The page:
Church columnist: Listen to God, not man
I recently had a visitor make a comment to me that I have heard on many occasions before, that is both a compliment and a sad statement of the state of affairs in the modern church. This visitor commented to me how nice it was to actually hear some Bible taught in the sermon that morning.
Personally, I take it as the highest of compliments for someone to recognize that what I teach is biblical truth. At the same time, I am saddened by the state of affairs in the modern church.
It is very sad that, in the majority of churches, the members are left biblically illiterate by the pop-culture style of lessons they’re getting from the pulpit. Sadly, many have the idea that the Bible is outdated and people need a more modern, “fresh,” message from their congregations. With these people, the latest trend in pop-psychology out of the “self-help” section of the bookstore takes precedence over the Holy Bible.
I wouldn’t know what to say if I wasn’t “speaking where the Bible speaks.” Or, as the apostle Peter put it, “speaking as the oracles of God” (1 Peter 4:11).
If the preacher is not preaching from the Bible, he is not fulfilling the God-given charge to preachers.
“I charge you therefore before God and the Lord Jesus Christ, who will judge the living and the dead at His appearing and His kingdom: Preach the word! Be ready in season and out of season. Convince, rebuke, exhort, with all longsuffering and teaching” (2 Timothy 4:1–2, NKJV).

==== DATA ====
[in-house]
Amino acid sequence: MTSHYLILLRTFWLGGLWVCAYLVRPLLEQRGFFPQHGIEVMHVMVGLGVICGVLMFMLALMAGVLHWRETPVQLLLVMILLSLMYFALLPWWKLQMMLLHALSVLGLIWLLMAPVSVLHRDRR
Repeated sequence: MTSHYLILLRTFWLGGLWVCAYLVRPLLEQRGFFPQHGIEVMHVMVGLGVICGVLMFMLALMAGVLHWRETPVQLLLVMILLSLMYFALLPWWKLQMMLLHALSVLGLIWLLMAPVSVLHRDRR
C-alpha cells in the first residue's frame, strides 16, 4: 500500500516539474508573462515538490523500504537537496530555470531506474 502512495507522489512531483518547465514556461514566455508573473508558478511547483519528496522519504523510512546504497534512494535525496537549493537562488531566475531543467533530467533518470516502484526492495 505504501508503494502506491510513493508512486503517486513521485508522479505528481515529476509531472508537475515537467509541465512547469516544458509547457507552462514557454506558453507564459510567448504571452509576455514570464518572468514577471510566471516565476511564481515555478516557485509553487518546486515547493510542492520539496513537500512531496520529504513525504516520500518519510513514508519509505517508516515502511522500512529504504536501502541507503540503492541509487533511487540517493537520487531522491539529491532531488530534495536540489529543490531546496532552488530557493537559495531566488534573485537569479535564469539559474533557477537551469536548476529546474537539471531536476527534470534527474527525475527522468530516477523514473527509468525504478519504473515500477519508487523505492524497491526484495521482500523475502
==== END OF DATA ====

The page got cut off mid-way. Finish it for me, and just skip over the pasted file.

I don’t have anything to offer people to help them live happy and successful lives, greater or more important than the word of God, “as His divine power has given to us all things that pertain to life and godliness, through the knowledge of Him who called us by glory and virtue,” (2 Peter 1:3, NKJV).
How could I presume to teach about the Christian lifestyle from a source other than the Founder of Christianity gave?
“For I am not ashamed of the gospel of Christ, for it is the power of God to salvation for everyone who believes, for the Jew first and also for the Greek” (Romans 1:16, NKJV).
The apostle Paul said that the goal of his work, his preaching and teaching was to see “Christ formed in you” (Galatians 4:19). He told the Colossians the same thing.
“I now rejoice in my sufferings for you, and fill up in my flesh what is lacking in the afflictions of Christ, for the sake of His body, which is the church, of which I became a minister according to the stewardship from God which was given to me for you, to fulfill the word of God, … which is Christ in you, the hope of glory. Him we preach, warning every man and teaching every man in all wisdom, that we may present every man perfect in Christ Jesus. To this end I also labor, striving according to His working which works in me mightily” (Colossians 1:24–29, NKJV).
How did Paul say that he labored, as in birth pangs (Galatians 4:19; Colossians 1:29), to see Christ formed in Christians? He preached and taught the word of Christ (Colossians 1:28).
How, in the name of my great God and Savior, could a preacher presume to have something better and more important to say than what Paul taught? How can anyone expect to see Christ formed in Christians, which is the hope of glory, if they don’t preach Christ and His word?